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Meet the men behind the Bowl: Kelly

Kelly performs his "matchmaker'' job, not for perks or money, but simply for the opportunity to work on the big game.


© St. Petersburg Times, published January 24, 2001

[Times photo: Mike Pease]
Michael Kelly applied for his job with the Super Bowl task force after he made his mark as the executive director of the Tampa Bay Final Four executive committee.
TAMPA -- Michael Kelly, responsible for assuring the Tampa Bay area is ready for Super Bowl XXXV, was the kind of high school student who made straight A's, took serious notes, loved sports -- and threw up.

Before a big test, before a big basketball game, he would get nauseous. "You want to get an A, you want to play well. A lot of it was self depression," he said.

No more.

With ease and confidence, Kelly handles the high-stress job of executive director of the Super Bowl XXXV Task Force, the local behind-the-scenes team assembled in 1999 by the National Football League. If a national promoter wants to schedule a venue for a concert Super Bowl week, the task force helps find one. If the NFL Experience needs volunteers, the task force does the recruiting.

"We're the matchmaker between the NFL and the local community," Kelly said.

It's not the most glamorous of Super Bowl jobs, or the highest paying -- Kelly makes $60,000. The paycheck isn't the perk. "You wake up and you're working on the Super Bowl," he said.

Originally from Washington D.C., the son of a nurse and administrator for the International Monetary Fund, Kelly, 30, grew up going to Redskins football games and basketball games at the University of Maryland and Georgetown University.

The road that led him to the Super Bowl started with an ad for a basketball job.

"Tampa Bay Final Four executive committee is looking for executive director," read the December 1997 issue of the NCAA News. He wasn't looking to leave.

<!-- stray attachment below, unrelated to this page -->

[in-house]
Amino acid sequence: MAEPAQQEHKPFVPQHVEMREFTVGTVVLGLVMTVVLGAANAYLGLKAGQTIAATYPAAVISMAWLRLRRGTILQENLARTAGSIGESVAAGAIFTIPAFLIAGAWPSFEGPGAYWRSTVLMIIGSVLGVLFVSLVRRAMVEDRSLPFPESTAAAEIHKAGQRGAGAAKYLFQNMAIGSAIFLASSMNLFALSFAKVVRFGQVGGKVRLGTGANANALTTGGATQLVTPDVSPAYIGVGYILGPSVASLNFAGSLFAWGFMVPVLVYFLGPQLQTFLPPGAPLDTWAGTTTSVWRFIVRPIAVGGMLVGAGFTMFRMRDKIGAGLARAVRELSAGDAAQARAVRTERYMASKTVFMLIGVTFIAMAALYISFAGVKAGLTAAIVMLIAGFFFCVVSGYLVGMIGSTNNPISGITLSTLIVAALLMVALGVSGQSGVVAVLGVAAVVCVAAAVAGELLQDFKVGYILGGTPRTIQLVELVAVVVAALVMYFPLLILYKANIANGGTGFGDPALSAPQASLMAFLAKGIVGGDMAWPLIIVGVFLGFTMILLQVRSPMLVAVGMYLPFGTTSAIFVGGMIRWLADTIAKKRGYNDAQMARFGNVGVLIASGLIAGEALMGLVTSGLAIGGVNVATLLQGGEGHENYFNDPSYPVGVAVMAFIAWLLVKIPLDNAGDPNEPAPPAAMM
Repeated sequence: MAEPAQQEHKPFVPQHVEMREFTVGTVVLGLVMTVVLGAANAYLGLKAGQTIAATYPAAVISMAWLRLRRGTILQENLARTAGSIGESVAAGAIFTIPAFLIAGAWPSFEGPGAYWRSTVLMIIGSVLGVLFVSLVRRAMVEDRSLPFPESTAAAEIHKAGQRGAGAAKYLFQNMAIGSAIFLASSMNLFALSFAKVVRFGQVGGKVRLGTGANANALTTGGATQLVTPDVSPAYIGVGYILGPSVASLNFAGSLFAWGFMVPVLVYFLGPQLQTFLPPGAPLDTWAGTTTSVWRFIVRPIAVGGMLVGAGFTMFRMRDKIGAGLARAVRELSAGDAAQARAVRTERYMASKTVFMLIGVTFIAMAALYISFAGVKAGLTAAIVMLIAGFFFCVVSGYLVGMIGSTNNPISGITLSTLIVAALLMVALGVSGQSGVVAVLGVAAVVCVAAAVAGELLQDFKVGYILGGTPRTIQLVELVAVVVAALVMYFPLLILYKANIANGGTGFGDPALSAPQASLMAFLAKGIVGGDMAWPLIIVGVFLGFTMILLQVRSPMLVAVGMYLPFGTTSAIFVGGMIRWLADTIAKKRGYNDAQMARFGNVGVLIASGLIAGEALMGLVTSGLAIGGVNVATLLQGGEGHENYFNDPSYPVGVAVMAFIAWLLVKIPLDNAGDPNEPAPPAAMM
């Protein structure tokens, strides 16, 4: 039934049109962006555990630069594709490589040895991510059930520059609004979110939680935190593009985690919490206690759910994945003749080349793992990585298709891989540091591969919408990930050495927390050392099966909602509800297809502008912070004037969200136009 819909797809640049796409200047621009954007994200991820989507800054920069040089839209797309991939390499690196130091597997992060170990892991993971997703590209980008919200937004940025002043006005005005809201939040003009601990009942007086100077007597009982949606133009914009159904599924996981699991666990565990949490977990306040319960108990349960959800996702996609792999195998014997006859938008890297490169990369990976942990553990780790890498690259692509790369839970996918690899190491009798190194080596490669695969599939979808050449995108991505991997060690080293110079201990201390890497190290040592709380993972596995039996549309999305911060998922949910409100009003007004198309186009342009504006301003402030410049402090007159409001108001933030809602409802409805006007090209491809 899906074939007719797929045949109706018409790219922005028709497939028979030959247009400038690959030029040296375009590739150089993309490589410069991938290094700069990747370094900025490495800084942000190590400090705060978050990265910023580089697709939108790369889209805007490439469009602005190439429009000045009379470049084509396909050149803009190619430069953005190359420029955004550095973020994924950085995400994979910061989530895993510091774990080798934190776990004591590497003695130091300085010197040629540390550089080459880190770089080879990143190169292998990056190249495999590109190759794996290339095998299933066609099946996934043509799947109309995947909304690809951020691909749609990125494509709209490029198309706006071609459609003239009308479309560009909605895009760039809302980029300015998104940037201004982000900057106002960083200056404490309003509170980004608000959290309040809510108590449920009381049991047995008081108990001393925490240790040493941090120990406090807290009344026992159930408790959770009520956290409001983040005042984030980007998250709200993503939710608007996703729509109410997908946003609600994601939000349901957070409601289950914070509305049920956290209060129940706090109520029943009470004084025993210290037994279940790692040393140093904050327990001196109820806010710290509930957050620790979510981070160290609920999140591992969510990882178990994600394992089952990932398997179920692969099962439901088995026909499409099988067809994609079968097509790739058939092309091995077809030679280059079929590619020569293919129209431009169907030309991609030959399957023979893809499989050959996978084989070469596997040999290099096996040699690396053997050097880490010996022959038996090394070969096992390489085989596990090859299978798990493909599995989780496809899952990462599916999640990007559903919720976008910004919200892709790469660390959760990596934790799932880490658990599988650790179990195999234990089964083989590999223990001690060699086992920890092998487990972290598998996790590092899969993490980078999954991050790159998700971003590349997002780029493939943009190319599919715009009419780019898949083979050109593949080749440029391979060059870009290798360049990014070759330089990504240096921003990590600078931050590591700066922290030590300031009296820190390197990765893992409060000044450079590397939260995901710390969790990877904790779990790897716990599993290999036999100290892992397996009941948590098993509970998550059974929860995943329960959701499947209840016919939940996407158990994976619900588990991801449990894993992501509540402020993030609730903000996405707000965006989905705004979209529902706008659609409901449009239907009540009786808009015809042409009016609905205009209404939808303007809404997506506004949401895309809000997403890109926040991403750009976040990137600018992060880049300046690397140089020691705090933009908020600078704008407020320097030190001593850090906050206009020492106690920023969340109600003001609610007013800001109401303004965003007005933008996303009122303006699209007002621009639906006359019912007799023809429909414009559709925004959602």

He had a wife, a house and two cats. He was content as director of athletic operations and facilities management at Wake Forest University, his undergraduate alma mater.

He applied without thinking about it too much, stressing his experience at the South Florida Sports Festival in Fort Lauderdale, his first real job. It featured 35 sporting events including cricket, track and field, softball and inline skating.

Kelly, then 23, learned everything there. Recruiting volunteers. Registering athletes. Scheduling events.

"I tell this to students now when I speak, it might have looked better on paper to go to work for the Dolphins, but then, I would have been able to learn just a little bit. In a grassroots organization, I was able to do a ton of stuff."

The bottom-of-the-totem pole experience impressed the panel of interviewers at the Final Four. Kelly made his mark on Tampa Bay with that job. But his position ended after the game.

What now?

J. Leonard Levy, a Tampa businessman and sports booster who was on the Final Four executive committee, suggested Kelly apply to the local task coordinating the Super Bowl, chairman Jack Wilson.

Kelly already had the contacts in the community, Levy said, and the traits: "You never had to ask him to do something twice."

Kelly works with seven directors, who then work with about 100 volunteers and interns. Their downtown Tampa office is low-key.

No cherry wood furniture. The carpet is low-tread. The chairs, roll-away. The walls bare, except for "Tampa Bay's Got Game" posters. Stacks of folders on the floor.

The team is young, vibrant. Vanessa Brewer handles finance. Ken Elder, marketing. Stephanie Owens Royster, minority and women-owned businesses. Reid Sigmon, security, transportation and law enforcement. Krista Soroka, events. And Jennifer St. John, volunteers.

Many on the staff worked with Kelly on the Final Four.

Kelly's job ends March 31. He stays months after the game to fill out reports, document what the task force did.

He hasn't had any job offers so far, he said recently. But he's not worried.

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